When I suggested to her that the website had really confusing and non-sensical language on it, she sighed and said, “Yeah, we know.”

That's the type of frustrated sound that you hear when an employee hears about the same problem all the time and can't do anything about it. And, they're not getting a response from their leaders. It reminds me of this airport bartender who was crabby at me because the broken bar stools never got fixed.

How does 1) somebody in the Urgent Care leadership not get this fixed or 2) how does ClockwiseMD not provide a better system to their customers?

It often begs the question: “Do they not notice or do they not care?”

I heard Jon Taffer of Bar Rescue coincidentally just ask this exact question of a bar owner in an episode (after I had written this post).

Many teams, people just don't notice.

I need to get some new prescription sunglasses and booked an appointment with the optometrist who is attached to my local eyeglasses store. While I was waiting, there was an overhead music system.

But, the music system was repeatedly playing a promotional announcement about how to subscribe to the digital music service. It repeated about every 60 seconds and started to quickly get VERY annoying.

Do they not notice or do they not care?

I finally went and mentioned it to somebody who seemed like a store manager. She said, “Oh you're right… we just tune that out, I guess.”

How do we create organizations where people DO notice little problems? How do we create an environment where things get fixed?

There's a local museum near us in San Antonio called The Witte Museum. For at least a year, if you try to visit their website without a “www” — — you get an error message.

Please come back later.

But, if you go to, the webpage works fine.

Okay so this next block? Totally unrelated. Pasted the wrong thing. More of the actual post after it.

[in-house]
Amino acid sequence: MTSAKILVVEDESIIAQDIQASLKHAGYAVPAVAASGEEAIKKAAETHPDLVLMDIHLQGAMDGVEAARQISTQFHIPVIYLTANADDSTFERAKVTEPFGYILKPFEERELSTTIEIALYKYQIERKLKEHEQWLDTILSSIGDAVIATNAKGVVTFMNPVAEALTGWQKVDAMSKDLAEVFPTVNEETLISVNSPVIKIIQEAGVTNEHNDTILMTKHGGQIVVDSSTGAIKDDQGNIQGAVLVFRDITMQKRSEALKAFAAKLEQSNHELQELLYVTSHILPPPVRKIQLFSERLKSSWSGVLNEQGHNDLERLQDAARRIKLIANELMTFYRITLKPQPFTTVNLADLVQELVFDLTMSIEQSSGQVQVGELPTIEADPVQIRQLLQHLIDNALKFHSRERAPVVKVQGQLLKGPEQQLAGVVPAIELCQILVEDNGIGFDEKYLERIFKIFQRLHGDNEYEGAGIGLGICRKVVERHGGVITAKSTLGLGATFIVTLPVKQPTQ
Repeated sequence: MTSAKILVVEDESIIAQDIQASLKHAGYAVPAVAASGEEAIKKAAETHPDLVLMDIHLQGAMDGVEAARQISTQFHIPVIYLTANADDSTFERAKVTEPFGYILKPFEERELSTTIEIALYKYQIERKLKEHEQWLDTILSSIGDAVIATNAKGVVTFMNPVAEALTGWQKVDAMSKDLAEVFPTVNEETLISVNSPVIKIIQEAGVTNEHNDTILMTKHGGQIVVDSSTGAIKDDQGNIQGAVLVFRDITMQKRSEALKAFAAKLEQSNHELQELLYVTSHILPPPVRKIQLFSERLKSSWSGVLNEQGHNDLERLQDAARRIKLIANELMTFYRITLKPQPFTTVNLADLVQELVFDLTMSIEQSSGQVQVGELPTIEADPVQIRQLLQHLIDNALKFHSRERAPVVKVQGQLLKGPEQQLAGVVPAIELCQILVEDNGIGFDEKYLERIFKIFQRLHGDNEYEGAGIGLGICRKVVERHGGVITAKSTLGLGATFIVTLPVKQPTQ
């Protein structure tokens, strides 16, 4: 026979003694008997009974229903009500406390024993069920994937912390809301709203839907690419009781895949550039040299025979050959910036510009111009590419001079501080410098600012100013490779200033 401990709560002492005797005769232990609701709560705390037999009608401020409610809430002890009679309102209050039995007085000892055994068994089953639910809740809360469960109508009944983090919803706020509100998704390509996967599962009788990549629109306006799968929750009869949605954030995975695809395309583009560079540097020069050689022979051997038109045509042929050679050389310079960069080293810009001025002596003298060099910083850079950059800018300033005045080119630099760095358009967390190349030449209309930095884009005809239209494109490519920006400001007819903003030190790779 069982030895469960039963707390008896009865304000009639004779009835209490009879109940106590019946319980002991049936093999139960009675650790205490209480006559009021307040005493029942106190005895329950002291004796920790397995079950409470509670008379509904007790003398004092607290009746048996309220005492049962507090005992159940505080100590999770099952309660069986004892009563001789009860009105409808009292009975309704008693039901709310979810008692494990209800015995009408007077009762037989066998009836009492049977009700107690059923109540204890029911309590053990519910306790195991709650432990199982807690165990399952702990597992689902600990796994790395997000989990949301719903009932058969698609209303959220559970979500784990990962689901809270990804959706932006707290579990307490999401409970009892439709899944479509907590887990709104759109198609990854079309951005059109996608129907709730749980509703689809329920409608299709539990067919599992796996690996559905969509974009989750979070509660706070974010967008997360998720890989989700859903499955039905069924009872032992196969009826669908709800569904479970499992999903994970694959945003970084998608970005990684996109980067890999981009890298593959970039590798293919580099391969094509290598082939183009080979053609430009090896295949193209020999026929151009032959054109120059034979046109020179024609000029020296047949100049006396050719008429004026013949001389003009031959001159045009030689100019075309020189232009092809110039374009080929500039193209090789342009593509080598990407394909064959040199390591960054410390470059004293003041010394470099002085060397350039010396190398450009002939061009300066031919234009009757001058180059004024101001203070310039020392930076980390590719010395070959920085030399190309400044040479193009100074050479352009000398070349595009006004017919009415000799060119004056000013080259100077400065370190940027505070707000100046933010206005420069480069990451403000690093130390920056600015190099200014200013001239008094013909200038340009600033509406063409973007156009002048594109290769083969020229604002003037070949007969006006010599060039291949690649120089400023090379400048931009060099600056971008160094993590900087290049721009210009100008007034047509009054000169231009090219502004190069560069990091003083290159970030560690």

I figure this glitch is costing them some web traffic and they might also be losing some visitors, memberships, or donations, as a result. As a member of the museum, I felt obligated to email a staff member to tell them about the web glitch. It's an easily fixable website configuration issue — to forward or not forward “non-WWW” traffic to the main www website.

The response, “Yeah, we know that's a problem, but it's going to get fixed when our site gets redesigned.”

That's a false choice. They could fix the www issue and THEN do a website redesign.

I guess sometimes the answer is “they don't care.”

I *do* think the little things matter. If you can't take care of the small stuff, I don't trust you with the bigger issues that I'll face as a customer or patient.

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Mark Graban
Mark Graban is an internationally-recognized consultant, author, and professional speaker, and podcaster with experience in healthcare, manufacturing, and startups. Mark's new book is The Mistakes That Make Us: Cultivating a Culture of Learning and Innovation. He is also the author of Measures of Success: React Less, Lead Better, Improve More, the Shingo Award-winning books Lean Hospitals and Healthcare Kaizen, and the anthology Practicing Lean. Mark is also a Senior Advisor to the technology company KaiNexus.